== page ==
10 April 2023

Australia needs to catch its breath on migration amid housing crisis

| Ian Bushnell
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Singapore apartments: is this Big Australia’s housing future? Photo: David Paterson.

The idea of Big Australia has been a powerful driver in Australia’s development, but just how big can the nation get before it starts to crumble under the pressure?

This week, a report from the National Housing Finance and Investment Corporation detailed the brewing of a perfect storm, in part fed by the resumption of migration, for putting a roof over the heads of our growing population.

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The State of the Nation’s Housing report predicts a shortfall in supply of more than 100,000 dwellings to 2027 and nearly 80,000 over the next decade.

It says the rapid return of overseas migration, together with an insufficient supply pipeline due to decade-high construction costs and significant increases in interest rates, is putting enormous pressure on rental markets, particularly in the major cities.

We’re just not building enough homes to keep up with increasing demand.

The Federal Government is reviewing Australia’s migration system, but it has also allowed migration intake to reach the pre-pandemic trend of 235,000 a year.

This year, Australia is estimated to have a net gain of 300,000 due to fewer people leaving the country.

Business continues to lobby the government to raise the target for permanent skilled migration intake to 200,000 places in 2023-24 and 2024-25, saying it will be critical to address the worker shortages that cannot be filled by Australians in the short term.

Just where are all these people going to live?

Don’t bet on the Federal Government’s market-based Housing Accord to do the trick. It’s already been called out as being an inadequate response.

Migration is a great Australian success story and the nation is undoubtedly better off because of it.

But the practical implications of a growing population seem to escape government and business which enjoy the free economic growth benefits without planning for how a dry continent of coast-clinging capitals (except for Canberra) supports this constantly increasing number of people.

It’s as if Australia can just keep stuffing more people into its three mega cities – south-east Queensland, the Sydney basin and greater Melbourne.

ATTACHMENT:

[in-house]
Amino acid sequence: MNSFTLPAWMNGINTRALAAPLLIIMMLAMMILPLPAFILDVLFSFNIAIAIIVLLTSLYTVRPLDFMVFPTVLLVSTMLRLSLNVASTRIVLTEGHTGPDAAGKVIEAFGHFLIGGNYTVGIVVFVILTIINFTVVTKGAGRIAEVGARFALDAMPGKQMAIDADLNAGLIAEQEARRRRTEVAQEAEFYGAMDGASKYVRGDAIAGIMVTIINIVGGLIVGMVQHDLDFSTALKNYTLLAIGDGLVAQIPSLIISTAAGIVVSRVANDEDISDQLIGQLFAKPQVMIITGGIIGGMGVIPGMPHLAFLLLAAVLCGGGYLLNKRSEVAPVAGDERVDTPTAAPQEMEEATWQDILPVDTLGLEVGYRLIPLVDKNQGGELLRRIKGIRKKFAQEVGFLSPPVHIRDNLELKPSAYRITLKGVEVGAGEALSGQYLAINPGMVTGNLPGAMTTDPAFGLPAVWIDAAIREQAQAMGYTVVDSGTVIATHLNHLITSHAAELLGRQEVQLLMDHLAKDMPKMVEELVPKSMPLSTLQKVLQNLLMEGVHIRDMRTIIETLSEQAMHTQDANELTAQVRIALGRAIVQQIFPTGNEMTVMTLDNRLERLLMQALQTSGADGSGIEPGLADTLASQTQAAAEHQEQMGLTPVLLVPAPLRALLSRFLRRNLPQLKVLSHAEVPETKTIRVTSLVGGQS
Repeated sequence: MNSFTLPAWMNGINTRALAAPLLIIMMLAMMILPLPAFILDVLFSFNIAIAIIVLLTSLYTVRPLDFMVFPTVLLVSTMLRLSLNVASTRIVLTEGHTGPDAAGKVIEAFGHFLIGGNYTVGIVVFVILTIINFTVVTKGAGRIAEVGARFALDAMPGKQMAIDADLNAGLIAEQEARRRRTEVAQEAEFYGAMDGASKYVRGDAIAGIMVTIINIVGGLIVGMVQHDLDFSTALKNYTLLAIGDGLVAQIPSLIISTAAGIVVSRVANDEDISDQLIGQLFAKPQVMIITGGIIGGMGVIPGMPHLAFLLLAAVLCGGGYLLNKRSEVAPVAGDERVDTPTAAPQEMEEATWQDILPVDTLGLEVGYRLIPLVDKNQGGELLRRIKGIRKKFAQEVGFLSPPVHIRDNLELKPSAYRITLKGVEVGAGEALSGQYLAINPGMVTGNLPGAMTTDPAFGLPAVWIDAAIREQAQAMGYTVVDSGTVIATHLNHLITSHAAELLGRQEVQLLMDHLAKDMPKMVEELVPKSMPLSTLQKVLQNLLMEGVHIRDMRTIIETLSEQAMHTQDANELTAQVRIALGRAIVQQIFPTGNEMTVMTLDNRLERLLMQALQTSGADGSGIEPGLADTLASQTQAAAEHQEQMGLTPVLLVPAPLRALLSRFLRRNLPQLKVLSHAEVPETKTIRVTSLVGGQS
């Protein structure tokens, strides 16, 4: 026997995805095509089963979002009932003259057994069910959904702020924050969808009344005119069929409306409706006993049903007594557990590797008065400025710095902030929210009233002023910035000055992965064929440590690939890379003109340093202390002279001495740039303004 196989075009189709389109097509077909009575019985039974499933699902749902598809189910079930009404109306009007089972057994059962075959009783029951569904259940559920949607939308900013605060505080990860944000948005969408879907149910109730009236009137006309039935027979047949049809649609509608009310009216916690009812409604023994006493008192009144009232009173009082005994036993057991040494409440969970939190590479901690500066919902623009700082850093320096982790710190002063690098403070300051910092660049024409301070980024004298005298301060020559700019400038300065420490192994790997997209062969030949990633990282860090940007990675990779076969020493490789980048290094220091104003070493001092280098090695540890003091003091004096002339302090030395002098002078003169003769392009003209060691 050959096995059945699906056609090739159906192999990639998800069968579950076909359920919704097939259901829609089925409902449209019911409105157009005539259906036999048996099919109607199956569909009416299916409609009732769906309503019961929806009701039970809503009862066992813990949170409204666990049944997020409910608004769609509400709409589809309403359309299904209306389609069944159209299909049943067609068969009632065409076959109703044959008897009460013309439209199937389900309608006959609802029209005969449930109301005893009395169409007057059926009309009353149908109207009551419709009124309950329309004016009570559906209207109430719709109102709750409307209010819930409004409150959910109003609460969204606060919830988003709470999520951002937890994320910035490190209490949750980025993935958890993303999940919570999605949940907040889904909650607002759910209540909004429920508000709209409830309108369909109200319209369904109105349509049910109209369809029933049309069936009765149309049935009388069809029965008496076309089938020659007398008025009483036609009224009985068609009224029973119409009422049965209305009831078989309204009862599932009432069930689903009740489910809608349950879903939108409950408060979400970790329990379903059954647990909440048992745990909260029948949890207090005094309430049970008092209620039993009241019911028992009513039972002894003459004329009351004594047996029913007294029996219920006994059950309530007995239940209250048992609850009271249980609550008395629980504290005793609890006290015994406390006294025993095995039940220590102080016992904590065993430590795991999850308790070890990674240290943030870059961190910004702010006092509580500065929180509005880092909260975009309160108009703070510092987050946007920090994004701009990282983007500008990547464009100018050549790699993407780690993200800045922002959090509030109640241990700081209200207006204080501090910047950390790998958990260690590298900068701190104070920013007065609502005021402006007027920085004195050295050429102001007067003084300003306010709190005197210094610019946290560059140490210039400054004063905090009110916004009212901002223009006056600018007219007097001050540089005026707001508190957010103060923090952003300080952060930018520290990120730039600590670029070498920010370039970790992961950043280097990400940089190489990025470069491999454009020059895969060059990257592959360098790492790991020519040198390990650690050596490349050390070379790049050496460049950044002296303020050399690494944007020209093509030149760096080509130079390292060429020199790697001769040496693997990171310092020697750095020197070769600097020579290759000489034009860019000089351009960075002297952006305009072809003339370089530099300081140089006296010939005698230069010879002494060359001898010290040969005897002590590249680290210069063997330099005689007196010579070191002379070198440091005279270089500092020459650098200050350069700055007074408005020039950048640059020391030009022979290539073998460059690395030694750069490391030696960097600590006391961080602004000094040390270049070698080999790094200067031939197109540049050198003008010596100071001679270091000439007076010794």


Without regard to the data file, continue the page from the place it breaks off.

The lack of investment in infrastructure, particularly to spread population, and the pressure on natural resources are affecting living standards.

Business has always argued for higher migration targets because it is good for business and provides a steady flow of workers, preferably that it doesn’t have to train.

The skills shortage is mostly a function of business failing to meet its obligations and governments undermining and underfunding training systems due to ill-conceived notions about market-based solutions.

So-called ‘contestability’ has brought the TAFE system to its knees and led to rorts and waste as private operators feast on public subsidies.

The Coalition’s antipathy towards the universities has also eroded the capacity to build the higher-level skills the nation needs.

The country itself was never suited to the Big Australia ideology, which has its roots in colonialism and the frontier mentality, as well as a fear of being isolated in Asia.

Mostly desert, Australia has limited water and arable land, and what forests are left need to be preserved.

The need to house itself has already led to habitat degradation, and the fight to save the koala is probably the greatest symbol of that tension between human needs and the natural world.

So does a resumption of migration at pre-pandemic levels or higher make sense?

Not if the housing crisis is only to be exacerbated.

Not if transport systems are not going to cope.

Not when drought rears its head and runs down water storages.

Not if the goal of business is to suppress wage levels any more than they already are.

Not if the social cohesion that is the hallmark of Australia’s migration story is not to fray.

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At some point, there has to be a discussion about an optimum population for the country and significant investment in the infrastructure needed to support it.

Carrying on as if Australia is the Tardis and that, magically, the market will supply all our needs, is folly.